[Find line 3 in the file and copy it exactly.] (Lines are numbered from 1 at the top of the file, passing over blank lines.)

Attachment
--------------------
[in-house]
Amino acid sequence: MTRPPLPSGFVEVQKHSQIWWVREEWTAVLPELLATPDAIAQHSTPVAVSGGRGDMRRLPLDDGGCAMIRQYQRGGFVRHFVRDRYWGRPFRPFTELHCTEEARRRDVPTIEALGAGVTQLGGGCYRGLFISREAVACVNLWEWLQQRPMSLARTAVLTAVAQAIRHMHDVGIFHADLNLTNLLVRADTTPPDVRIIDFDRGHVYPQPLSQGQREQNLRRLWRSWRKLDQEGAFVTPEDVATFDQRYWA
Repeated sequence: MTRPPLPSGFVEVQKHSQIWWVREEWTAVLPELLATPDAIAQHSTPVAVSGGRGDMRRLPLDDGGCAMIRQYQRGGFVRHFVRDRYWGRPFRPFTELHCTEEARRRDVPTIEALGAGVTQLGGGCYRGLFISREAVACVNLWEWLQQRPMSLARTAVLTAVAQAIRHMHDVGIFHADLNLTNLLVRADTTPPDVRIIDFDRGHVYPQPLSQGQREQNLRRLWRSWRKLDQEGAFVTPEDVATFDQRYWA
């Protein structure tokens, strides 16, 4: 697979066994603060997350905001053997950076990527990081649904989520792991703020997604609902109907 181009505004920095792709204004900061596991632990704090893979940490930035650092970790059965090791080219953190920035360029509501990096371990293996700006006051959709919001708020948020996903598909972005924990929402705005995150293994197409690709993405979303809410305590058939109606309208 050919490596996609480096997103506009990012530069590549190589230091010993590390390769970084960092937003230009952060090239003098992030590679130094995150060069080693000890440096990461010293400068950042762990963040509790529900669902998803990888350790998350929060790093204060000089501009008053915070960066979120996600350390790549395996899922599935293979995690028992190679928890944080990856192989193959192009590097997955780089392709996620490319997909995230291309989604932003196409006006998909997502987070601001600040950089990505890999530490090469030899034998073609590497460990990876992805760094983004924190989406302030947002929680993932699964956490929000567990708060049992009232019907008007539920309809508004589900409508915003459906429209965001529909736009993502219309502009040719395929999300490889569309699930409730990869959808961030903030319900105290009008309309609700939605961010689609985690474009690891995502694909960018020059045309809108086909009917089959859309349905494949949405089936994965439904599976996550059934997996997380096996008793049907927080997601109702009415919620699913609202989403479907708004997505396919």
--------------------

Repeated sequence: MTRPPLPSGFVEVQKHSQIWWVREEWTAVLPELLATPDAIAQHSTPVAVSGGRGDMRRLPLDDGGCAMIRQYQRGGFVRHFVRDRYWGRPFRPFTELHCTEEARRRDVPTIEALGAGVTQLGGGCYRGLFISREAVACVNLWEWLQQRPMSLARTAVLTAVAQAIRHMHDVGIFHADLNLTNLLVRADTTPPDVRIIDFDRGHVYPQPLSQGQREQNLRRLWRSWRKLDQEGAFVTPEDVATFDQRYWA